The sumptuous set gives us a clue for working out Tartuffe’s likely motivation in wheedling his way into the affections of this bourgeois pater familias. The curtain opens to invite us into a plush interior draped in the trappings of upper middle class material comfort, centred on a red velvet chaise longue that wouldn’t look out of place in the dim recesses of a Parisian boudoir. Indeed, this hints at some of Tartuffe’s more sinister aims, most notably his attempted seduction of Orgon’s wife Elmire, played with expert skill by Emily Mitchell, to present a shape-shifting character whose alternating patterns of demure aloofness and coquettish liberality keep us guessing as to her true intentions. Given that Tartuffe’s unholy transgression does not happen until Act 3 of the play, our image of him is mediated entirely through the testimony of the two rival camps.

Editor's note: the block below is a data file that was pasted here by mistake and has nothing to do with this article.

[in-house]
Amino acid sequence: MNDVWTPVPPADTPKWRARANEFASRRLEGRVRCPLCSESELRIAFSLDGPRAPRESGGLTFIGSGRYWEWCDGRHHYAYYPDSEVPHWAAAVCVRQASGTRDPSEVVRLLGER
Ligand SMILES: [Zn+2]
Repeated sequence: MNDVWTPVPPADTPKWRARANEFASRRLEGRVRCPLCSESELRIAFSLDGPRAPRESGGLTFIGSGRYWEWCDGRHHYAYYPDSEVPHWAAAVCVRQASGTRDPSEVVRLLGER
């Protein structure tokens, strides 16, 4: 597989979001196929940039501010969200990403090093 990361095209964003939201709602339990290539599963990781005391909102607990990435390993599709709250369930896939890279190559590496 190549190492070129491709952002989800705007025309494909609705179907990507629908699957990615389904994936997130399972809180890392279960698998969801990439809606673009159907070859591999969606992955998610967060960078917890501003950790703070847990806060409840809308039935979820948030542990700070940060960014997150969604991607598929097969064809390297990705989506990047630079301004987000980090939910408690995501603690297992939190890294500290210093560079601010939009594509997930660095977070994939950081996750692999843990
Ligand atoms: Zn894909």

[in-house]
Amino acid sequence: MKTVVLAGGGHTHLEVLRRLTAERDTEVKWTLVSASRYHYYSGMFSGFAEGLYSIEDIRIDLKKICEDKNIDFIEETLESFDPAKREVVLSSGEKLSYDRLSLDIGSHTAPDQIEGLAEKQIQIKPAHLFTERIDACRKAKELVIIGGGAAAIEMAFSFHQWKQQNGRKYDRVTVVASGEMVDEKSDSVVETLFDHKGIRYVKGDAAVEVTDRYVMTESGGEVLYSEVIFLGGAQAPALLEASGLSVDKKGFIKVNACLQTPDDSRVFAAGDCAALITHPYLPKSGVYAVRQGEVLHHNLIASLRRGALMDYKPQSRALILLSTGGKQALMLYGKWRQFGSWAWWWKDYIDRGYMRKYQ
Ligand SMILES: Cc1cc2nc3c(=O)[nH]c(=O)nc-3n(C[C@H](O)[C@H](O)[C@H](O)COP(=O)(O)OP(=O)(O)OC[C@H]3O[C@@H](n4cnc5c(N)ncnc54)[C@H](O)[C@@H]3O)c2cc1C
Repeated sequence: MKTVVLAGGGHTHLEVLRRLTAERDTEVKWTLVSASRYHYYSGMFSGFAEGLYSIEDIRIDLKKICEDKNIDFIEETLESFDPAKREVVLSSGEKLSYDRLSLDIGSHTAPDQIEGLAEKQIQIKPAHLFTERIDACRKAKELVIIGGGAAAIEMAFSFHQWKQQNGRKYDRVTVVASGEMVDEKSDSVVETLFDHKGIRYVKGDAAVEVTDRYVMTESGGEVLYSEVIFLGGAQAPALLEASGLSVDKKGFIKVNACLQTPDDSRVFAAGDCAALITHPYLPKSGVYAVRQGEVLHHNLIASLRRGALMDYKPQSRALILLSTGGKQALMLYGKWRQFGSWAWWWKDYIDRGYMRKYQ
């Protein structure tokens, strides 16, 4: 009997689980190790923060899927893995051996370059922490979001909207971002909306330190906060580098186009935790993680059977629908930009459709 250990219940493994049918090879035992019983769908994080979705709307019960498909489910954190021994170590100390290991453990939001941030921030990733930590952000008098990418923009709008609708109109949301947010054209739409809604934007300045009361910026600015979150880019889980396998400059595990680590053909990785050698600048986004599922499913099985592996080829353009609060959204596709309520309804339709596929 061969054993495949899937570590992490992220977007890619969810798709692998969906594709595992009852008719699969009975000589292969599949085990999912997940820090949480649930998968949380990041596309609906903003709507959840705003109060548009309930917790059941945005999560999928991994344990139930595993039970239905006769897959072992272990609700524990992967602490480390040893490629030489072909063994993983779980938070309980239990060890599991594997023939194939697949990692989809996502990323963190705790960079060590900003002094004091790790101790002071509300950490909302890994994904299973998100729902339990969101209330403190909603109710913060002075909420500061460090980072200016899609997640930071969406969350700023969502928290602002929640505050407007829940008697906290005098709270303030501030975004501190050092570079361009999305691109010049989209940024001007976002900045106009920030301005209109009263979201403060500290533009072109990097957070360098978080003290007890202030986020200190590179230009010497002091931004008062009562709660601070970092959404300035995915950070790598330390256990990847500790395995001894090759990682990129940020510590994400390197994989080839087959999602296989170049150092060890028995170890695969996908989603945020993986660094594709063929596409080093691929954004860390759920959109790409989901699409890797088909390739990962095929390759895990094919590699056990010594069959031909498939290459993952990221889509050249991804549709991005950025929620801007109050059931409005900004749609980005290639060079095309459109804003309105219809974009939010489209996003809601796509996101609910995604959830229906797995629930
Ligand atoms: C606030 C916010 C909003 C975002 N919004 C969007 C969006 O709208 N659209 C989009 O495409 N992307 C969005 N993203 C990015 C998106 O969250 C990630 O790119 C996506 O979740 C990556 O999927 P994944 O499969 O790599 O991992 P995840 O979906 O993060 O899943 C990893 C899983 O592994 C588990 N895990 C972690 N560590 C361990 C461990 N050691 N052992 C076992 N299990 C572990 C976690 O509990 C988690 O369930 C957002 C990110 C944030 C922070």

Orgon’s mother Madame Pernelle (Tessa Vafai) opens the defence case for Tartuffe with a hysterical series of vitriolic character assassinations of the other members of the household: servant Dorine is an impertinent busy-body; son Damis is a fool; daughter Mariane is a butter-wouldn’t-melt hypocrite; lady of the house Elmire is a reckless spendthrift whose outfit choices lead one to suspect that she has more than her husband in mind when she gets dressed in the morning. This exposition is delivered by Vafai with madcap conviction and, before being escorted from the stage by her servant Flipote (Anna Valieva), she doles out the sort of slurred tongue-lashings one might expect from an elderly relative whose threadbare inhibition has finally been removed by indulging in one too many Bristol Creams.